For many visitors to our nation’s capital in Washington D.C., it is a must to visit Thomas Jefferson’s home, Monticello, in Charlottesville, Virginia. This long 3-hour drive can be broken up by seeing two outstanding Civil War battlefields halfway in Culpeper along the way! Save time and avoid headaches by getting a local battlefield guide to show you the way.
The Battle of Brandy Station
The first battlefield, Brandy Station, is a little over an hour away from Washington D.C. and part of the Culpeper Area Battlefields. Located 10 miles above historic downtown Culpeper, it was the opening battle of the Gettysburg Campaign which led to the largest cavalry battle in North America!
Brandy Station was fought on June 9, 1863, as Robert E. Lee started his second invasion of the North which ultimately led to the battle of Gettysburg.
In early June 1863, Robert E. Lee started his second invasion of the North when he secretly left Fredericksburg and headed for the Shenandoah Valley. To keep Union Gen. Joseph Hooker from knowing his plans, Lee massed his cavalry under the command of JEB Stuart near Culpeper. This caught the attention of the Federals. Union cavalry Gen. Alfred Pleasonton was given orders to disperse and destroy the rebel force assembled in Culpeper.
On June 9, 1863, Union cavalry splashed across the Rappahannock River and immediately blundered into Confederate cavalry. The largest cavalry battle in North America was underway! The epicenter of the battle swirled around Fleetwood Hill where sabers clashed between Southern cavaliers and Northern horse-soldiers. Though a Union loss, they proved for the first time they could go toe to toe against rebel cavalry, transforming the Federal cavalry from this day on.
Preserved by the American Battlefield Trust and owned by the Virginia State Parks today there are multiple stops unfolding the battlefield story. The Graffiti House operates as the battlefield visitor center and is open seasonally. The beautiful surrounding countryside can be viewed through a public telescope on Fleetwood Hill where one can see where dramatic cavalry charges took place and bring the kid out of anyone. One can find trails for people and horses alike
The Battle of Cedar Mountain
The second battlefield, Cedar Mountain, is 1.5 hours away from Washington D.C. and is also part of the Culpeper Area Battlefields. Located 6 miles below historic downtown Culpeper, it was the last independent command of Stonewall Jackson. An important keystone battle, it’s both the end of the defense of Richmond and the genesis of the Second Manassas campaign.
Frustrated with the performance of Union Gen. McClellan outside of Richmond, President Abraham Lincoln decided to take matters into his own hands, He created another Union army and directed it towards Richmond’s back door. With Union Gen. Pope in command, we will launch a total war on Virginia soil for the first time. Infuriating Gen. Robert E. Lee, he will send Gen. Stonewall Jackson to deal with this miscreant.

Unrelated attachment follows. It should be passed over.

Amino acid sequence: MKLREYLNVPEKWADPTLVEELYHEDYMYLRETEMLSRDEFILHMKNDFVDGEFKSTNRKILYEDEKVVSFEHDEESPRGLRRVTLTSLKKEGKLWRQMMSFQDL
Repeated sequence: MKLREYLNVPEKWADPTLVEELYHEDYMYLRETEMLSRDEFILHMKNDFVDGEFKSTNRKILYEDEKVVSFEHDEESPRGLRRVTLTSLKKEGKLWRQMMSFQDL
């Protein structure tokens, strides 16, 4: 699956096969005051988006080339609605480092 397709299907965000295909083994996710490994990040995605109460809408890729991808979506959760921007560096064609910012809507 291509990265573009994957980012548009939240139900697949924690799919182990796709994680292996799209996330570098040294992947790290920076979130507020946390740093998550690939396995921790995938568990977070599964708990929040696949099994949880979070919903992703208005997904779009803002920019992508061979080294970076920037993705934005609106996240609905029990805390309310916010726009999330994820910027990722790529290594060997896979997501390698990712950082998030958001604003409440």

With temperatures soaring, the battle of Cedar Mountain was fought on August 9, 1862. The battle started under the shadow of Slaughter Mountain near Cedar Run creek when a massive artillery duel erupted. Both sides charged and counter-charged across a corn field. After a hidden Union flank attack, Stonewall Jackson rallied his men in an epic moment of the war turning the tide!
Cedar Mountain is a unique Civil War battlefield where one can stand in one spot and see most of the battlefield. With a 1-mile loop walking trail, it’s the perfect location to stretch your legs after a long drive.
The battlefield was preserved by the American Battlefield Trust and is owned by the Virginia State Parks. There is a contact station visitor center open seasonally. The original road trace has a recreated rail fence. One can find cannons displayed as well as metal silhouettes of soldiers on their battlefield trail.
The Historic Town of Culpeper
The historic downtown Culpeper sits between these two battlefields just over an hour away from Washington D.C. During the Civil war, it was known as Culpeper Court House, the county seat of Culpeper County. An important town along the Orange and Alexandria railroad, it saw its fair share of troops from both sides fighting, marching, encamping, and burying their comrades.
One can find many Civil War connections in downtown Culpeper. Everything from Confederate General A.P. Hill’s house to a myriad of Civil War Trails signs. The Culpeper National Cemetery has several impressive Civil War monuments among more than 7,500 Civil War soldiers that are interred there from the surrounding battlefields and actions.
Today, the crown jewel of the Culpeper Area Battlefields has a quaint Mayberry “Main Street U.S.A.” feel. The turn of the century train depot is still an active Amtrak station serving Washington D.C. and beyond Inside, it also houses the Culpeper Visitor Center and the Museum of Culpeper History. One can learn about rare dinosaur footprints found in Culpeper, the Civil War, and amazingly more!
Downtown, historic architecture abounds along with charming boutiques, unique shops, and independent restaurants. Hungry? Try the Frost Café with a 1950’s diner vibe or It’s About Thyme with a European feel. Wanting counter service instead, then be sure not to miss Shawn’s BBQ and you can thank us later.